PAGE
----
The invention comprehends that the refractive index profile of at least one of the concentric portions of the transducer may vary along the length of the transducer and/or azimuthally thereof.

The invention comprehends that the radial dimension of the concentric portions of the transducer be similar.

Still further, the invention comprehends that the radial dimension of at least one of the concentric portions of the transducer vary longitudinally and/or azimuthally thereof.

Means may be provided for focusing light carried in the outer core at one portion thereof for facilitated transfer of the light therefrom as in readout of the modulated signal.

In the illustrated embodiment, the focusing means comprises an asymmetrical construction of at least one of the concentric portions of the transducer.

Illustratively, the radial dimension of the asymmetrical portion may vary azimuthally and/or the refractive index profile thereof may vary azimuthally.

The invention comprehends providing biasing means for controlling the optical coupling between the core portions of the transducer, and in the illustrated embodiment, the biasing means comprises means for providing an electrical signal to at least one of the concentric portions.

The optical transducer of the present invention is extremely simple and economical of construction while yet providing the highly improved functioning discussed above.

BRIEF DESCRIPTION OF THE DRAWING

Other features and advantages of the invention will be apparent from the following description taken in connection with the accompanying drawing wherein:

FIG. 1 is a view illustrating a hydrophonic use of an optical transducer embodying the invention; and

FIG. 2 is a perspective view of an optical transducer embodying the invention.

BEST MODE FOR CARRYING OUT THE INVENTION

In the exemplary embodiment of the invention as disclosed in the drawing, an optical transducer generally designated 10 is shown for use in a hydrophone 11, such as for use in detecting underwater sounds. As illustrated in FIG. 1, the hydrophone may be towed by a marine vessel 12 by suitable tow line 13, such as for geophysical exploration. Suitable apparatus 14 may be provided on the vessel for use with the hydrophone for providing information relative to the signal sensed by the hydrophone in use.

Referring now more specifically to FIG. 2 of the drawing, the optical fiber transducer 10 is shown to include a composite structure having, in cross section, four unique areas. More specifically, as shown, the transducer defines a cylindrical element having an axial, cylindrical, first core portion 15, a tubular, first cladding portion 16 surrounding the core, a tubular, second outer core portion 17, and a tubular outer cladding portion 18.

Core 15 receives light from a suitable source 19. The index of refraction of first cladding 16 is made to be less than the index of refraction of the core 15 and, thus, light propagates within the core.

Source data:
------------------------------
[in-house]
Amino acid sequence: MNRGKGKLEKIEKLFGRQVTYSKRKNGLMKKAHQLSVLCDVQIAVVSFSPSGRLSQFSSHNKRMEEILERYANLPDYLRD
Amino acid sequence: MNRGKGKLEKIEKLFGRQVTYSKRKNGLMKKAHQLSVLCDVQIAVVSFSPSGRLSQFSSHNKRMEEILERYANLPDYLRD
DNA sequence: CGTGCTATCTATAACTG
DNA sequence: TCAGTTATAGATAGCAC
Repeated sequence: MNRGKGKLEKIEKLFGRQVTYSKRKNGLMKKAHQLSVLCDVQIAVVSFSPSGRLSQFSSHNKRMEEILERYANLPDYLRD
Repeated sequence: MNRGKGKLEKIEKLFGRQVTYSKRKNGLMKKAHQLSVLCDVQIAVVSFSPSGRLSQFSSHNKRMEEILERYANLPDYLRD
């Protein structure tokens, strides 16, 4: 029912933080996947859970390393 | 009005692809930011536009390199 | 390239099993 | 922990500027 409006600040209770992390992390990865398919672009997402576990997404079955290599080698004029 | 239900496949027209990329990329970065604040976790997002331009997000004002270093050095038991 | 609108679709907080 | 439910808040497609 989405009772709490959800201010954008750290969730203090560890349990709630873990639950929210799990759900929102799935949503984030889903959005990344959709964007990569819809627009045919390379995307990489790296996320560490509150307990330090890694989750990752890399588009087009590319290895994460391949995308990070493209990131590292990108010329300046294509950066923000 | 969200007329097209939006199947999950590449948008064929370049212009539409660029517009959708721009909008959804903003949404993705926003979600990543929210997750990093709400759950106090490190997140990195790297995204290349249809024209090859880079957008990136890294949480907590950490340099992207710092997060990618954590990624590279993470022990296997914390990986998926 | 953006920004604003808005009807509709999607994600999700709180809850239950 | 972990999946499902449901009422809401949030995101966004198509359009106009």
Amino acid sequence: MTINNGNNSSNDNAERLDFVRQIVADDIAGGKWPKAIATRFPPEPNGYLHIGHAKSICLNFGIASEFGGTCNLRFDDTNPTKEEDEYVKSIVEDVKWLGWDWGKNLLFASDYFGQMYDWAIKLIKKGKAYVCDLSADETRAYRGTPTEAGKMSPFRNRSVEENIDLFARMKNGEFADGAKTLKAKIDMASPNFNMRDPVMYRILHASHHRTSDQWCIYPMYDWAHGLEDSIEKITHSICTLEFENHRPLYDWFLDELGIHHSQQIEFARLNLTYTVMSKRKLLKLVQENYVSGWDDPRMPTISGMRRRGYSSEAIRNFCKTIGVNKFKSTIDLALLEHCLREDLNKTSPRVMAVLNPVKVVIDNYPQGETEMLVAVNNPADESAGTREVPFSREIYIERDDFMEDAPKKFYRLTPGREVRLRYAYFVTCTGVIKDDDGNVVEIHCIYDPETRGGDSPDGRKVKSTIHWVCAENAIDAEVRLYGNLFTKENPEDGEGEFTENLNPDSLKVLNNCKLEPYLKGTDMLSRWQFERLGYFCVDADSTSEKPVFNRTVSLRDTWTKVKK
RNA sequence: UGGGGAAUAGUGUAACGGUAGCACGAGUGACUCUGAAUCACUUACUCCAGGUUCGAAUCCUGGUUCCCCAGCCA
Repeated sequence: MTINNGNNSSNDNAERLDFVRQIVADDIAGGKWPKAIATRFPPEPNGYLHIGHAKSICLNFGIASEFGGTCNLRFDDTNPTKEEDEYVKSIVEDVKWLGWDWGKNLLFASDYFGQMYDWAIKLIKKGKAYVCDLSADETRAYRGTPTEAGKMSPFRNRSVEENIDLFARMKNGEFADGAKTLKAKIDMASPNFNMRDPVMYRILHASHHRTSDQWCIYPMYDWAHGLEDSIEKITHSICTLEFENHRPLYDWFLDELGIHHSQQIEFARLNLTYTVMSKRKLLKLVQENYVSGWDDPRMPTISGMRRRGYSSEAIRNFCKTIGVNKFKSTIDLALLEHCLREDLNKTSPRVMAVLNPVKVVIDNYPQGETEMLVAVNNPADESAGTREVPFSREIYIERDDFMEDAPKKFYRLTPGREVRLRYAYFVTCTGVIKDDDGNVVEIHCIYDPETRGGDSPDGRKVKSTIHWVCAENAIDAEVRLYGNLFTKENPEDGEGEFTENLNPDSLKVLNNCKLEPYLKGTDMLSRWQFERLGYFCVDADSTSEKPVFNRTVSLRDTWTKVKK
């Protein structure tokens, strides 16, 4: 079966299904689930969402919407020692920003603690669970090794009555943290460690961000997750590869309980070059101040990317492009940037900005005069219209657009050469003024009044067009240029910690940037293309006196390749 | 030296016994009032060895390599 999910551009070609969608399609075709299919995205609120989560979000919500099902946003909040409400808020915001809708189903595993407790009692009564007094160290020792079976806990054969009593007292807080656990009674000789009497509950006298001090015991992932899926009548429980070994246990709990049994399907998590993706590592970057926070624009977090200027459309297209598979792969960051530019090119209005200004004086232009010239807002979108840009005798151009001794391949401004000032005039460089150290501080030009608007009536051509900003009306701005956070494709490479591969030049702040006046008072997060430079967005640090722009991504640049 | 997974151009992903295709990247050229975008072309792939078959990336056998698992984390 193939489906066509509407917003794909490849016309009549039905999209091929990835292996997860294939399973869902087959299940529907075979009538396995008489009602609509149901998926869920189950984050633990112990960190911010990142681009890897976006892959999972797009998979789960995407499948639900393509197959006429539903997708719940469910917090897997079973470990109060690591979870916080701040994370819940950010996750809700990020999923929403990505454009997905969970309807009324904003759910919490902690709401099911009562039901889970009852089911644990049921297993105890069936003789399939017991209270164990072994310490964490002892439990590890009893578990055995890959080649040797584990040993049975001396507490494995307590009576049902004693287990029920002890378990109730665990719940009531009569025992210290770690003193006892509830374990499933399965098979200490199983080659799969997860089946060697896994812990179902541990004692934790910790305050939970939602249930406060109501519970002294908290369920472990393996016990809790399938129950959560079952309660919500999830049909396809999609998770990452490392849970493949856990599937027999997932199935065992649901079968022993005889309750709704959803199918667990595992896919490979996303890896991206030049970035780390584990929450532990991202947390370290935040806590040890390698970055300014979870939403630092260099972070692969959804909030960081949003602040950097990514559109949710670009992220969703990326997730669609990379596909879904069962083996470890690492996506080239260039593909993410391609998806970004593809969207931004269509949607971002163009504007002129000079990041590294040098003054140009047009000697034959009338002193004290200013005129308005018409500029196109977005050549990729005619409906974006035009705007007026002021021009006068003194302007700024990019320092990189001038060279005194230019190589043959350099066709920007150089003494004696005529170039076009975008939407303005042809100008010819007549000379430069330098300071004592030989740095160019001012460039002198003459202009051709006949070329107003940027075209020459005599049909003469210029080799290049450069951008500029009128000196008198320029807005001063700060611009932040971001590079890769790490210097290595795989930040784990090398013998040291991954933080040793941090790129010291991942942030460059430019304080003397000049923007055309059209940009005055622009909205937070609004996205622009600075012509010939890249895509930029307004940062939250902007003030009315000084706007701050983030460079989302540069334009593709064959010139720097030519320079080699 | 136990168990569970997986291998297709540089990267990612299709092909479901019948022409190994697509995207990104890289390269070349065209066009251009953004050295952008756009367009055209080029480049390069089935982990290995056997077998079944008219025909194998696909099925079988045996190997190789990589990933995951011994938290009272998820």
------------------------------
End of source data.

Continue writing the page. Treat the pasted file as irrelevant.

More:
The index of refraction of the outer core 17 is made to be greater than the index of refraction of cladding portion 16 and cladding portion 18. With such transducer construction, it has been found that a portion of the light propagated through the inner core 15 coupled into the outer core 17 as a result of the evanescent electric field from the propagated light in core 15 penetrating through the cladding 16 to the outer core 17 so as to cause propagation of light in the outer core. This coupling takes place over a characteristic coupling length L1 measured along the fiber axis 20.

The coupling length is a function of the physical dimensions of the different portions of the transducer fiber, the refractive index profiles thereof, the dielectric constant of the intermediate cladding material, and the wavelength of the carrier light.

The invention comprehends that one or more of the different portions of the fiber be formed of photoelastic material, such as glass, such that the difference in the refractive index between the layers, or portions of the transducer, varies as a function of stress applied thereto. The variation in the dielectric constant of the cladding material for lightwaves of the frequencies of interest causes a variation in the coupling between the inner and outer cores and, thus, in effect, modulates the coupling so as to cause the light propagated in the outer core 17 to vary as a function of the incident stress. Resultingly, the modulated coupled light propagated from outer core 17 may be delivered to a detector/receiver generally designated 21 such as for transmission of the monitored signal to the readout apparatus 14. A substantial amount of light may be coupled to the outer core under conditions of no applied stress, such as 50% thereof, and thus, detector 21 may detect selectively the light in core 15 and/or the light in core 17. Thus, transducer 10, when utilized with suitable light source 19, and receiver 21 may constitute an improved hydrophone 11 wherein an applied stress such as from an acoustic field produces a modulated light signal for use in suitable monitoring apparatus.